Another evening of mowing.  We’re trying to reclaim the yard (well, we’re trying to knock the growing stuff down so it looks more like grass).  Some of what is being mowed down is clover – barely a foot high.  Some of it is grass that’s a yard high or higher.  Some of it is scrub weeds somewhere inbetween.  Not a good candidate for mowing.

And yet there’s no alternative.  I mow half-widths.  I stop often to scrape out the grass clippings.  I sometimes mow twice – once with the front wheels lifted off the ground, and then a follow-up with all four firmly planted.

Though we see this greenery as a nuisance, others see it as home.  I ran over a mouse nest tonight, killing one little mouse without leaving a mark on his body.  No idea how that happened, but he was still on his side a half-hour later.  I was sad.  On the one hand, I know that he looks like one of the ones we gleefully trap inside.  On the other hand, he was a cute critter, and I don’t like killing anything that’s not attacking me.  I’m not a PETA fanatic – I very much enjoy burgers, chicken, and barbecue ribs.  I will swat any mosquito that comes within reach, and have taken out several wasp nests in the past few days.  I also had Bettie gently remove a honey bee from off my back tonight.  He wasn’t angry – he was just in the wrong place.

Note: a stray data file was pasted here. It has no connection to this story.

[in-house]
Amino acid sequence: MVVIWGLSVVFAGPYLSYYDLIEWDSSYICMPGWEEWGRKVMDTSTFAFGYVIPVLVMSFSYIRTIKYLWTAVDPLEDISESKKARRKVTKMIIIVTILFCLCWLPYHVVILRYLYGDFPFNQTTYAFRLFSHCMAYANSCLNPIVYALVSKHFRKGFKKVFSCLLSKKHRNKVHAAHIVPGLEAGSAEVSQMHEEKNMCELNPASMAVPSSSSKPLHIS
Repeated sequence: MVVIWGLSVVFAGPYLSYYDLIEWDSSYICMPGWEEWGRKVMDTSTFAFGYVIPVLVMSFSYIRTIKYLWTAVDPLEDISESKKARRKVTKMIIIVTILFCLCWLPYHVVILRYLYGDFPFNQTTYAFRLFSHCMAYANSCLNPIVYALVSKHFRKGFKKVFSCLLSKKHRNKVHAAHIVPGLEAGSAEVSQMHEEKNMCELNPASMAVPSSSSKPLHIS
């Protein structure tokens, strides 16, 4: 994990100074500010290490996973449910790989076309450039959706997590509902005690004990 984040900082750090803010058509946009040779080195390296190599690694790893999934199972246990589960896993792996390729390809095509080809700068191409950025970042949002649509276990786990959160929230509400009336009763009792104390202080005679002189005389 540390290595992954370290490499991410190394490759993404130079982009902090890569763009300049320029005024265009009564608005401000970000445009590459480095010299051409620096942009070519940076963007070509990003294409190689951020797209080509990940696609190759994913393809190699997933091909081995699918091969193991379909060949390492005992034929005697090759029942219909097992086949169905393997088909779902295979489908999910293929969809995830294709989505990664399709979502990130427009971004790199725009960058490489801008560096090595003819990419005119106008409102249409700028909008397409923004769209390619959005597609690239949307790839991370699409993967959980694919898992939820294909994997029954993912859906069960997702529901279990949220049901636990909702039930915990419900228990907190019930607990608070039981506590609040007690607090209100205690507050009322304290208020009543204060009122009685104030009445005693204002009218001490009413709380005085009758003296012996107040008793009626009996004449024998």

The same goes for the bird’s nest I ran over tonight.  It is (present tense – it survived!) a ground-based nest with four little eggs inside.  The eggs are smaller than a robin’s egg and a creamy white.  I had the mower set up high enough that it chopped down all the grass without harming the eggs (although those four birds will grow up to be deathly afraid of lawn mowers).  I had removed the weed/grass protection from the nest, and so placed replacements around it.  I didn’t want to move the nest.  It seems late for eggs to still be in the nest, and I didn’t (yet) look up what sort of bird it could be.

Overall, a positive evening.  Happy to get more yard reclaimed, sorry about Mr. Dead Mouse, and real glad to be the godfather of four unhatched birds.

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